So here is a quick sketch I did one evening when I watched a livestream of my nephew's soccer game on the computer.  It shows my screen porch, the woods behind, and the libation I enjoyed while watching.

I used a new pen I've just gotten.  A Hero bent nib calligraphy pen, with DeAtramentis document brown ink.  I'll do more work with both of them to get more familiar with how they work.

I enjoyed capturing the late summer moment.  I enjoyed intentionally playing a bit more with the spacing of the image and the text on the page.

On thing that Rox taught us is that simply paying attention to margins, especially gutter margins, can help a page look more attractive and intentionally designed.  So that's where I've started.  Margins.

One baby step at a time!

Tuesday, November 8, 2016

Developing Drawings from Soccer Sketches

Having scribbled a bunch of pencil drawings during a fast-moving live soccer game, I sat down with ink and watercolor and developed some more careful drawings from those sketches.

You can see here that first, I drew one based on a stick figure.  Then I drew the exact same figure again, trying to flesh it out to be more realistic looking.

Then I decided to work from a photo of my nephew, but keep in mind what I had learned doing the fast scribbles.

On this page you can see I drew and redrew the image four times.

In the center left is the blind contour which I drew first.  I love the wonkiness of blind contours!  And I am amazed that you can actually see what the heck it is!

Second I drew the image directly below it, a faceless contour, working out the shapes a bit more accurately.

Third I drew the image on the lower right, adding a bit of face and uniform detail.  As the notes on the page say, I was working out how the twist worked in terms of the proportion of the limbs and the movement of the clothes.  All very hard for me! But so much fun.

Then finally I completed the big sketch.

I am pleased with the composition of this page--I like seeing the growth of the image through the version.  And the notes add a nice sense of "study" to it.

And though it really doesn't look anything like my nephew, it reminds me of watching him play.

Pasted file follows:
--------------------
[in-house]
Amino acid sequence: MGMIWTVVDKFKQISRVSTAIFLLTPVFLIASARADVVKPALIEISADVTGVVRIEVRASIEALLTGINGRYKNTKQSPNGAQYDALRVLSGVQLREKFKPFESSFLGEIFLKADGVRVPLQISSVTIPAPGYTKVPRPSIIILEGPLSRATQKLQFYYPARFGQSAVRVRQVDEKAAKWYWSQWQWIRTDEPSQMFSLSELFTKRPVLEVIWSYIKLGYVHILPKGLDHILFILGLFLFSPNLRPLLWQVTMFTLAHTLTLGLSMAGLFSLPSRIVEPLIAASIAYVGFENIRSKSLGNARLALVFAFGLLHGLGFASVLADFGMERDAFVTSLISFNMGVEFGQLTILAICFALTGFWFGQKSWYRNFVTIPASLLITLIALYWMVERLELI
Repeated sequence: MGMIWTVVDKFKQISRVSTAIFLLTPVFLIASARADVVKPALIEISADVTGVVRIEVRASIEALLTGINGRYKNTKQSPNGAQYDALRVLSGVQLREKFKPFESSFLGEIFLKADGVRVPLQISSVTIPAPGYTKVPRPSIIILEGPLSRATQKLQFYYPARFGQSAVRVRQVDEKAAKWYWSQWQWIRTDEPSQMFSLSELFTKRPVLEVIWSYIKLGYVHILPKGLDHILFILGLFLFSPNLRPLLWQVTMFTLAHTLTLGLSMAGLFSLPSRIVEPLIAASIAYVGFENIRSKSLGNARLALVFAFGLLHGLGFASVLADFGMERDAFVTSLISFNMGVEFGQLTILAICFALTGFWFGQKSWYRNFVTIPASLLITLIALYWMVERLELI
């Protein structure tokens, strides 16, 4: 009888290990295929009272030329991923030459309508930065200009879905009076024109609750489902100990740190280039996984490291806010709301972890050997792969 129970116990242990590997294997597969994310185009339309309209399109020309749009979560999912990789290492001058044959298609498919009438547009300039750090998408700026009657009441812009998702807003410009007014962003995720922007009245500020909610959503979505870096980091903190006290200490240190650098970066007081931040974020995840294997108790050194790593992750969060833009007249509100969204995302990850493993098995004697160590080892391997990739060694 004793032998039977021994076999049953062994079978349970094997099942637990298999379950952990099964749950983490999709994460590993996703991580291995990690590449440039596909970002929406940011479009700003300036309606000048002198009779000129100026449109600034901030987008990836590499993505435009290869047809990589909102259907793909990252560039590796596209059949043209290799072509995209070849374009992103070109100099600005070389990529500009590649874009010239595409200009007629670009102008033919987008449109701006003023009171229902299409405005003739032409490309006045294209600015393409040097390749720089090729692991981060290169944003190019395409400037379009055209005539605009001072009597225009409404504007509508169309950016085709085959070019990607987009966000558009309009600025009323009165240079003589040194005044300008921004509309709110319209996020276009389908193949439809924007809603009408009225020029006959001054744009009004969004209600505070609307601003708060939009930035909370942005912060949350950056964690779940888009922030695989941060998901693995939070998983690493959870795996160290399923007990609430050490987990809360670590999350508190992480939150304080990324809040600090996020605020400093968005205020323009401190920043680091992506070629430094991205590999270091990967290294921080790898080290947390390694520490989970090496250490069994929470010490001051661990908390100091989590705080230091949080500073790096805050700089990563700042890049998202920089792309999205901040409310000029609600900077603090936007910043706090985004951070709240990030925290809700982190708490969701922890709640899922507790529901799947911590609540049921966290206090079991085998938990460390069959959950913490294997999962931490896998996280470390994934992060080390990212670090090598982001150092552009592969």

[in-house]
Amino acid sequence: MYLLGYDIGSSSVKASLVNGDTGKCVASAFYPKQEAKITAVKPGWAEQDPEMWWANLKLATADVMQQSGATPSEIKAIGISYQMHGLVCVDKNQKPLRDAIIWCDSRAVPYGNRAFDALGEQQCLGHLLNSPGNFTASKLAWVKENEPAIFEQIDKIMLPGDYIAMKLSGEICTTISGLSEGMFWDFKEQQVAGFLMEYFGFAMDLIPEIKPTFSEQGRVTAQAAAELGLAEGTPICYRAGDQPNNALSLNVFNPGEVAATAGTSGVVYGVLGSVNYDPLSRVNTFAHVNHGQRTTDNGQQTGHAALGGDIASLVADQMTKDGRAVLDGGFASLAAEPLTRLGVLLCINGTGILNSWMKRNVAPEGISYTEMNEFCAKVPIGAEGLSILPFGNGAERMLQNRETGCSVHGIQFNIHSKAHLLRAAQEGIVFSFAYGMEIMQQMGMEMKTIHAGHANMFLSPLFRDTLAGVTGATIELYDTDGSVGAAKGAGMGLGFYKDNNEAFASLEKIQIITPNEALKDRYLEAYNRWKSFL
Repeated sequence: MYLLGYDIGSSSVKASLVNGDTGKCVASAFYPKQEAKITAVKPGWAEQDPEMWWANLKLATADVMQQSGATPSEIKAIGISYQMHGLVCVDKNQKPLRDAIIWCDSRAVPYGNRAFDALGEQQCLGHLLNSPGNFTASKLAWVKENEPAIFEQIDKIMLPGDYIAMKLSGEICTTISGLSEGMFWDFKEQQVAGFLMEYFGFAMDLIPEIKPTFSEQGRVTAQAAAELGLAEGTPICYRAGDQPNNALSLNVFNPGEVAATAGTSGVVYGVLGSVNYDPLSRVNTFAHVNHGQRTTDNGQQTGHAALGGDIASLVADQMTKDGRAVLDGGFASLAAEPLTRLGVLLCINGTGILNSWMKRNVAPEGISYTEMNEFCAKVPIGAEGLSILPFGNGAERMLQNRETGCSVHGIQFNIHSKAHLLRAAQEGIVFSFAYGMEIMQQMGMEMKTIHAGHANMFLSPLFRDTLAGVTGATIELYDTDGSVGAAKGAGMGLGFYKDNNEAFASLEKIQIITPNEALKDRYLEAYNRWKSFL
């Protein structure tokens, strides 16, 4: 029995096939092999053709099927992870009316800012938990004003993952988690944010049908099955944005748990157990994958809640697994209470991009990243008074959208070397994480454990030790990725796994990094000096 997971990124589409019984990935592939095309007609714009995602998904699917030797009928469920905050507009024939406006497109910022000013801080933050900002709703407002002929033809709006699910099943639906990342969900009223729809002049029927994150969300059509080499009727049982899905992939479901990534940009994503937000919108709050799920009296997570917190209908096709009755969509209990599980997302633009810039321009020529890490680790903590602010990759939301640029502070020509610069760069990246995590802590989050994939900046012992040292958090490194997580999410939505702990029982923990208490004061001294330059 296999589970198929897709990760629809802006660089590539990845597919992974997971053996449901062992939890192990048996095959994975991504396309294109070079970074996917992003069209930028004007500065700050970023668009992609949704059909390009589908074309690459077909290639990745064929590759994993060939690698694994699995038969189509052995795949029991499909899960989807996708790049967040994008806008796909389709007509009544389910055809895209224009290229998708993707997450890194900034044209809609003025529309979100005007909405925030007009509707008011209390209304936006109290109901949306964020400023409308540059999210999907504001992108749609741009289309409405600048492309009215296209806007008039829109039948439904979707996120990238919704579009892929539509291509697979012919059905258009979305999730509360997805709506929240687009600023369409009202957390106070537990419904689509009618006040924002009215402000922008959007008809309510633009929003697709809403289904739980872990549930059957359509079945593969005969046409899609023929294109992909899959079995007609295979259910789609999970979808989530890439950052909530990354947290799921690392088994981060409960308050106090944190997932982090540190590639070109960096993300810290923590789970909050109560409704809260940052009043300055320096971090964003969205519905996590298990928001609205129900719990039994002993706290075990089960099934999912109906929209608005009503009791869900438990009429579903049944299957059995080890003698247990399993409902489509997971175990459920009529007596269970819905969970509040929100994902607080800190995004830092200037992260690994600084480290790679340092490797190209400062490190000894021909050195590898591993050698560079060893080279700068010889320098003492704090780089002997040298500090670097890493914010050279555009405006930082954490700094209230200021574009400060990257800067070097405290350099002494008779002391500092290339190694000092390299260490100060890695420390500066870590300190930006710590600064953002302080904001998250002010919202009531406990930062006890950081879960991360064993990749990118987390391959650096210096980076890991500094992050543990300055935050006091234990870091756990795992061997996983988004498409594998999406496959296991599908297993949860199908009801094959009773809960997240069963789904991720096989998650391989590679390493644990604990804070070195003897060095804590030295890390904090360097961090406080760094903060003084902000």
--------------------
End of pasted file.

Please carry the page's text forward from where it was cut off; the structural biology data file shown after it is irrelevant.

Thursday, November 3, 2016

Scribbling at Soccer Games

I'm lucky enough to be able to attend college soccer games and watch my nephew play on the team.

This year, I decided to take a sketchbook and a fat, soft pencil, and force myself to spend at least one half of the games trying to quick sketch people in motion.

FAST motion!

My goal was to practice seeing how bodies moved, how clothes moved on those bodies as they twisted and turn and ran and stopped, and to practice proportions.   I also hoped to strengthen my visual memory.

Here are some of the results.

As you can see, I wrote notes to myself, noting what confused me, what I was trying to indicate.  You can see me testing, trying, scribbling and scribbling right over top, just capturing the general shapes and trying to convey some sense of movement.

I wasn't sure how I'd like the practice--if it would decrease my enjoyment of the games.  But it made the games way more fun.  I paid better, closer attention to the players.  I learned names and numbers more quickly than I usually do in a season.  And I grew in my appreciation for how amazing these athletes are!

Have you tried scribbling fast motion sketches?  Why not give it a whirl next time you are at a child's game?  Or watching sports on TV?

Tuesday, November 1, 2016

Jubilant Forest

 I haven't done a "find the picture in the blob" scribble in a long time.

I had some leftover watercolor on my palette and I wanted to clean the palette.  But I just can't bear to throw watercolors away, no matter how little.  So I randomly slapped some on a page, blew it around with a straw, let the colors mix and mingle to see what sort of range would appear.

Then I looked at the dried blob and entered with an ink pen, trying to see what shapes presented themselves.

I found a lovely entrance to a jubilant forest.

Perhaps the most fun thing about this, to me, is that I only used three colors of paint.  Yet they mixed and mingled to form many shades of purple and green and orange.

Also, I can tell that my work earlier in the summer with the dirt roads in the forests of northern Michigan influenced what I found in this blob.

If you are interested in blob art--finding scenes and creatures and other fun stuff in blob, sidewalk cracks, and the like--there is no one better that Carla Sonheim at showing you how to do it.  I encourage you to check out her website, books, and fun online courses!